Bishop Michael Ingham
Photo: Art Babych
This year, the national ARC Bishops’ Dialogue celebrates 40 years of bringing Anglican and Roman Catholics closer together. “The Canadian dialogue is one of the longest running in the world,” the Rt. Rev. Michael Ingham, bishop of the Anglican diocese of New Westminster in Vancouver, said in an interview.
Five Roman Catholic and four Anglican bishops met in Pickering, Ont., to discuss Growing Together in Unity and Missions, a document produced by the International Anglican-Roman Catholic Commission for Unity and Mission.
Growing Together encourages practical co-operation at local levels between Anglican and Roman Catholic churches. “For example, it recommends that the two churches consider offering baptismal preparation together, using the same baptismal certificates or making public professions of faith together at Pentecost or on other significant occasions,” said Bishop Ingham. It also encourages other frequent joint events such as non-eucharistic worship and pilgrimages.
None of the above are common practices now, but Bishop Ingham is optimistic that they may become so. “We discussed how to develop this in Canada. The bishops will be taking the recommendations back to the House of Bishops. If the bishops are supportive, then they have to go out to the dioceses and encourage the clergy there.”
Bishop Ingham estimated that it will take a year or two for co-operative activities to get under way. “I think there will be co-operation in some parts of the country; in others there may be resistance because of local issues, relationships and histories,” he said.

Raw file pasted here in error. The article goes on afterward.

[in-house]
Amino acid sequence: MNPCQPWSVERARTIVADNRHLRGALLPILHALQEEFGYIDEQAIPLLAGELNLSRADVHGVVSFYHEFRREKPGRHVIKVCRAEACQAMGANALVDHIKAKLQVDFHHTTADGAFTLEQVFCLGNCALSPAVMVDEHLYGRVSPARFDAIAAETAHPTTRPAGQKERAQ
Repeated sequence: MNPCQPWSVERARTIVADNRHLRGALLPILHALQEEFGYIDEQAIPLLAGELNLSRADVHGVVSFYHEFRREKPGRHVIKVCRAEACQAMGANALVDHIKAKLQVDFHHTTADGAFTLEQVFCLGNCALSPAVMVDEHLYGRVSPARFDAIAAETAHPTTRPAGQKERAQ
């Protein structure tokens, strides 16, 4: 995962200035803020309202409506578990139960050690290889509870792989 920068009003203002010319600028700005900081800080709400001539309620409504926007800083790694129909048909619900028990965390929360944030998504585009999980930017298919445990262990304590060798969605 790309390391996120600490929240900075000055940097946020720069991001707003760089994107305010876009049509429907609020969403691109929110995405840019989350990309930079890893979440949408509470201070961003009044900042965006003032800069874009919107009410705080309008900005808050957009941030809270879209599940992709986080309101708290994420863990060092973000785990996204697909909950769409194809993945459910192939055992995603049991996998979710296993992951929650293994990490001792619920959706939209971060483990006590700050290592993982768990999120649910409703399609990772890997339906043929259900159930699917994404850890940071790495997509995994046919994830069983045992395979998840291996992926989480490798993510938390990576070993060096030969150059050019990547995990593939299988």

Another item discussed was the setting up in Canada of the papal ordinariate for Anglicans, known in Latin as the Anglicanorum Coetibus (“For the Anglican Groups). Announced in 2009 by Pope Benedict, this is a canonical provision within the Roman Catholic church that allows disaffected Anglicans to fully rejoin the Roman Catholic church while preserving elements of their distinct spiritual, liturgical and pastoral tradition. “This is directed primarily at the Church of England where there are a number of Anglo-Catholics who are dissatisfied with women bishops,” said Bishop Ingham.
The Rome-based Congregation for the Doctrine of the Faith has appointed the Most Rev. Thomas Collins, the Roman Catholic archbishop of Toronto, to head the initiative in this country. “The number of people affected in Canada is expected to be very small,” said Bishop Ingham. Ω
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